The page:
Head coach Hue Jackson and offensive coordinator Todd Haley were released following the Week 8 loss to the Pittsburgh Steelers. Freddie Kitchens was named interim offensive coordinator and took on the task of improving rookie quarterback Baker Mayfield. In the first three games with coach Kitchens, Mayfield’s completion rate went from 58% to an outstanding 74%. His yards per game increased from 245.2 to 257.0. Over the first six games Mayfield had eight touchdowns with six interceptions. Over the last three, Baker improved that number to nine touchdowns and only one interception.
Can Freddie Kitchens lead young men? You only need to look at the development of Baker Mayfield and Nick Chubb as potential Rookie of the Year candidates.
The answer is yes at every level of football.
A man of character:
The NFL ran a special on coach Kitchens in December of 2017. “Freddie Kitchens: The Most Selfless Man in the NFL | NFL Films Presents.” Kitchens is beloved by everyone he’s ever worked with or been around. In what little spare time he has had over the last 15 years, he returns home to run a free football camp. The goal is to influences, motivate, and encourage youth to be great. Not only is Freddie Kitchens a man of character, he’s also an outstanding father, husband, and a valuable member of the community.
When it comes to the most essential traits GM John Dorsey is looking for, Freddie Kitchens checks them off in spades. With that, (At the time I first wrote this I didn’t foresee Kitchens in play as head coach). But the chemistry and progression shown by the Browns offensive unit should not be overlooked. It’s believed that early development of a rookie quarterback is vital to the longevity of his career. In September of this year, I wrote an article called “Baker Mayfield the “it” factor” I defined the “it” as Loyalty, and that’s something Mayfield already has with Kitchens.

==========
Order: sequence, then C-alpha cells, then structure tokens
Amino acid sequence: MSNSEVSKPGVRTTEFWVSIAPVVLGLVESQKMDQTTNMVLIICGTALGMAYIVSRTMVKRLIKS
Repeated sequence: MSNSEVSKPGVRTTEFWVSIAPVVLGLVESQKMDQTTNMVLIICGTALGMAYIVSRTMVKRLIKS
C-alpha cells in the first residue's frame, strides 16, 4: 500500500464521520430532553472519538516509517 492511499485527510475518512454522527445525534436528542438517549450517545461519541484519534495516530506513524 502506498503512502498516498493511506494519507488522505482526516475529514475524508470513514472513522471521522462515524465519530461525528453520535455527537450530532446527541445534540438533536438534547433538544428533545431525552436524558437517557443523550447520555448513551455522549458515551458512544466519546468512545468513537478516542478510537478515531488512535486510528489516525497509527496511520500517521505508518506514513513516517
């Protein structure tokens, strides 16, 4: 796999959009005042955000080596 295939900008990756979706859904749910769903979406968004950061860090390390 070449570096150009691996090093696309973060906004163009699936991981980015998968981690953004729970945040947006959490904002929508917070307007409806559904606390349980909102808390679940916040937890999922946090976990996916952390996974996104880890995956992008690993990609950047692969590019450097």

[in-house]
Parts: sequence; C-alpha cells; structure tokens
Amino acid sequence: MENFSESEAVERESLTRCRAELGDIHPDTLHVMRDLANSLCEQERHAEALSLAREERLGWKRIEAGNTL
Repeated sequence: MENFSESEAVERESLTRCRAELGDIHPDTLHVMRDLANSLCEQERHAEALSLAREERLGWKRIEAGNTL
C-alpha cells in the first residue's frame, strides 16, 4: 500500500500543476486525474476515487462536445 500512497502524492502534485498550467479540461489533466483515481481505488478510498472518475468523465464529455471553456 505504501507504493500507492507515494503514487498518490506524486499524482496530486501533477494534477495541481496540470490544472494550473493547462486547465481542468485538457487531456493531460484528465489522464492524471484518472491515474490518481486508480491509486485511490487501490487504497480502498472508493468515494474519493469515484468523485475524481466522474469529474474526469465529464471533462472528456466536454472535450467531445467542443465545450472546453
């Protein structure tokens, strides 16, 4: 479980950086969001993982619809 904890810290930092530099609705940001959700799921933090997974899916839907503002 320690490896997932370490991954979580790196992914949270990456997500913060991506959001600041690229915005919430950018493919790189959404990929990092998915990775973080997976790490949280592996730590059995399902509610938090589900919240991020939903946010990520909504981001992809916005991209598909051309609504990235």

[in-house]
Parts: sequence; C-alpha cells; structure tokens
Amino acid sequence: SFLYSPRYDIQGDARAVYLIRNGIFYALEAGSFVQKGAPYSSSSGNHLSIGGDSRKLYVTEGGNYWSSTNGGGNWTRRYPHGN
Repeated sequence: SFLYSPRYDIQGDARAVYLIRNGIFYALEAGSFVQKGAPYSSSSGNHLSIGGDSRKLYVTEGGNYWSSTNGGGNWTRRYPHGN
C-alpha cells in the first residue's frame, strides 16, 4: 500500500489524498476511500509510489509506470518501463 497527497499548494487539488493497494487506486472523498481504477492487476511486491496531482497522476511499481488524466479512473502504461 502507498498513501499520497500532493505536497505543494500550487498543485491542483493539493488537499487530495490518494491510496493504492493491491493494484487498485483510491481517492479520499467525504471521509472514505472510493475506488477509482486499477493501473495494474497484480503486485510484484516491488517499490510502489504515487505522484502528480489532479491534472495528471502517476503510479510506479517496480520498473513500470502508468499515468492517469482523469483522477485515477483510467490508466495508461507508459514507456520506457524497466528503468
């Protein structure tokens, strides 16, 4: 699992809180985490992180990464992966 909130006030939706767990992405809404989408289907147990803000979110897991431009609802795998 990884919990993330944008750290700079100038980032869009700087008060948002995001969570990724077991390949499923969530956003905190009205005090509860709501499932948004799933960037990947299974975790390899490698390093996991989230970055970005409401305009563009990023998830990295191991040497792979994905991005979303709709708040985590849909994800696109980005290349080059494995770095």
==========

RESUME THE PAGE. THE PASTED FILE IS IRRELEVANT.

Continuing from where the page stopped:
When choosing the next head coach, it will not be an easy task for GM John Dorsey. This team still very young and is already building a deep bond with coaching staff it believes in. According to Baker Mayfield: “We have the same players, we have people we believe in calling the plays now.” No matter the outcome, Dorsey says what’s best for Baker Mayfield is a top priority. With everything going so well, is splitting up Mayfield and Kitchens truly what’s best?
Special Thanks to @BrownsTherapy
Written By: @Chadp71
Edited By: @Robzie_